Wow, I can’t believe the amount of stir there is around this topic. Why is there so much confusion? Organizations try to put ridiculous rules, that are for the most part poorly defined and even more poorly enforced, around how critical their IT Services are to the operation of the organization.
- Does it affect customers’ experience? If so, then it’s a Tier 1 Service!
- Is it related to sales? Lost sales mean Tier 1!
- Are executives affected? Our executives only use Tier 1 Services!
- Is it an enterprise utilized Service? Enterprise = Tier 1!
No, no, no, and no.
None of these measures mean anything.
There are multiple arguments around whether a Service should be defined as Tier 1. Most of those arguments boil down to one thing: Politics.
Tier 1 Services are by definition the most important and need the most funding, staffing, support efforts, etc. so everyone wants to have their Services defined as Tier 1. i.e. The Director who has the most Tier 1 Services wins.
Or it’s the case where the person with the most political weight have their Incidents prioritized as the highest priority. “If my email is down then email damn well better be a Tier 1 application! Oh, your application is down? Well, that can wait.”
At the end of the day if every Service is Tier 1, then effectively, nothing is Tier 1.
For the support organization responsible for fixing Incidents, other measures are applied:
- How much work will there be?
- How much will this affect my other projects?
- Will fixing this issue garner me any favor with my superiors?
Again, none of these mean anything as to the true Tier of the Service.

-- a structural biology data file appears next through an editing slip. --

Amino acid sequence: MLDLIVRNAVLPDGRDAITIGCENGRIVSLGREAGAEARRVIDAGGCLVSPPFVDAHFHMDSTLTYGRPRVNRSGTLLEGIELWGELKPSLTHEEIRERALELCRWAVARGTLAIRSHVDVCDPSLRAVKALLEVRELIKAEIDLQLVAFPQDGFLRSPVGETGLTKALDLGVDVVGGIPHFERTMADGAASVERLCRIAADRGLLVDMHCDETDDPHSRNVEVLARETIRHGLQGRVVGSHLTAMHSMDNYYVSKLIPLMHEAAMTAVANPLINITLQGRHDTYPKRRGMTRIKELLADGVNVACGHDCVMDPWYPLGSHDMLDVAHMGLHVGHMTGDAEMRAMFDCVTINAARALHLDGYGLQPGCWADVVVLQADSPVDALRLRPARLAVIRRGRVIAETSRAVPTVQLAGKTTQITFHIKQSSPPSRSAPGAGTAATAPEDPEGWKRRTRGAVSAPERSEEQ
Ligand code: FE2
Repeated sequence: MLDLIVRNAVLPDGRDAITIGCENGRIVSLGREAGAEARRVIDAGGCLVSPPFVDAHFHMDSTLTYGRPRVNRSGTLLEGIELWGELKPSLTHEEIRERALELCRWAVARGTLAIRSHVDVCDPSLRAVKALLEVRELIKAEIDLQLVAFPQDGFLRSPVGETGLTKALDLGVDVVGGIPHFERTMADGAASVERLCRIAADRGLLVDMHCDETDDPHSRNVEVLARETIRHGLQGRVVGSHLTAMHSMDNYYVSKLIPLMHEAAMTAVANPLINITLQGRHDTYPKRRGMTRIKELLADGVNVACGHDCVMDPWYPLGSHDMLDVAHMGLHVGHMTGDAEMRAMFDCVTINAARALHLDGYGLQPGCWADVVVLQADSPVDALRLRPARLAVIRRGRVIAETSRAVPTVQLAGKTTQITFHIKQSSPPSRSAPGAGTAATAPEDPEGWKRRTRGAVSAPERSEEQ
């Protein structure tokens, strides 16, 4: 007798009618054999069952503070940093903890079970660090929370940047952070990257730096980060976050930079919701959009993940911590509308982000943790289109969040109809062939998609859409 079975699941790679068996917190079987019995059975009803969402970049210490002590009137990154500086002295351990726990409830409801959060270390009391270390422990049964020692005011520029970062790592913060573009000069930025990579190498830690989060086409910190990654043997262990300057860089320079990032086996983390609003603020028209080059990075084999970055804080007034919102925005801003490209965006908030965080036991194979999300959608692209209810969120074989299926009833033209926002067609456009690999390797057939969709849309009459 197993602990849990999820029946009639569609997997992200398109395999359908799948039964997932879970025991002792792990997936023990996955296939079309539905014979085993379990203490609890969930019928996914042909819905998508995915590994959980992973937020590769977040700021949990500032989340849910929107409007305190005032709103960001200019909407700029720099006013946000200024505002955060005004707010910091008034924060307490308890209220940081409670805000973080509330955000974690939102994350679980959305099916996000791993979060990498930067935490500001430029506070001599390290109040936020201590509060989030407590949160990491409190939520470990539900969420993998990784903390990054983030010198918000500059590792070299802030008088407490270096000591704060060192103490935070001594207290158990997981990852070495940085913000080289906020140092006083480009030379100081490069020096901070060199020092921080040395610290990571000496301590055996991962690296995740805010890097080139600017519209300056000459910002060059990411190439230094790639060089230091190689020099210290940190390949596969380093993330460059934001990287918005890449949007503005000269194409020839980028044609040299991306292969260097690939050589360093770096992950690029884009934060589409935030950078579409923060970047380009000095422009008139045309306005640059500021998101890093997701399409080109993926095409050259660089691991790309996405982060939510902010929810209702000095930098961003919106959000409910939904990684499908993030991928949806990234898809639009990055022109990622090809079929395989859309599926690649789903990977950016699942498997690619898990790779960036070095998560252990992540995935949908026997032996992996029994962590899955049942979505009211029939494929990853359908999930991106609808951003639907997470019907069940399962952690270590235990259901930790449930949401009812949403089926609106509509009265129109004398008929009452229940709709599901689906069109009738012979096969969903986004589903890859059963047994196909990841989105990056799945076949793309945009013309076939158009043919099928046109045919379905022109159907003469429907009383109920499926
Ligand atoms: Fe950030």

The only thing you need to know about a Service to determine its Tier is who gets notified when it goes down.
- Tier 1 Service = Notify the CEO
- Tier 2 Service = Notify the Service Owner’s Directors
- Tier 3 Service = Notify the Service Owner’s Managers
- Tier 4 Service = Notify the Service Owner and Service’s Subject Matter Experts
Because really this is what it is all about. Tier 1 Services should be those that can make or break a corporation’s ability to function.
If you own a Service that is so critical to the organization’s operations that when it goes down, the company’s CEO needs to be informed (24/7), then you own a Tier 1 Service. If you aren’t willing to march into the CEO’s office and tell them when a critical component of their organization’s operation has failed, and that their company is potentially going to suffer significant disruption if it isn’t fixed, then perhaps you don’t have the “right stuff” to be a Tier 1 Service Owner.
This definition also helps when negotiating with Service Owners about how their Service should be defined. Let’s look at a conversation between the Service Level Manager and a Service Owner for an on-line retailer:
Service Level Manager: “Hello Service Owner. Next we want to discuss your Service’s Tier. We have four Tiers for Services.
- Tier 1 Services are critical to the company and cannot withstand any significant downtime e.g. Website or credit card processing
- Tier 2 Services support significant aspects of the organization and need to be recovered as quickly as possible e.g. Email or inventory reconciliation
- Tier 3 Services are important but have minimal impact to the company’s operation for brief interruptions e.g. Shipping or Customer Service operations
- Tier 4 Services can withstand a day’s outage without significant negative impact e.g. Fax services or project time tracking
What Tier do you think your Service should be defined as?”
Service Owner: “Well my Service is a Tier 1 Service!”
Service Level Manager: “Ok, let me write that down. You realize that means when it goes down at 2am on Sunday we are, by policy, going to have to send a page the CEO’s personal cell phone.”
Service Owner: “Wait a minute, maybe it’s only a Tier 2 Service. Who do you page when a Tier 2 Service goes down?”
So if your organization adopted this method to define your Service Tiers, how many Tier 1 Services would you have? How often would they go down?
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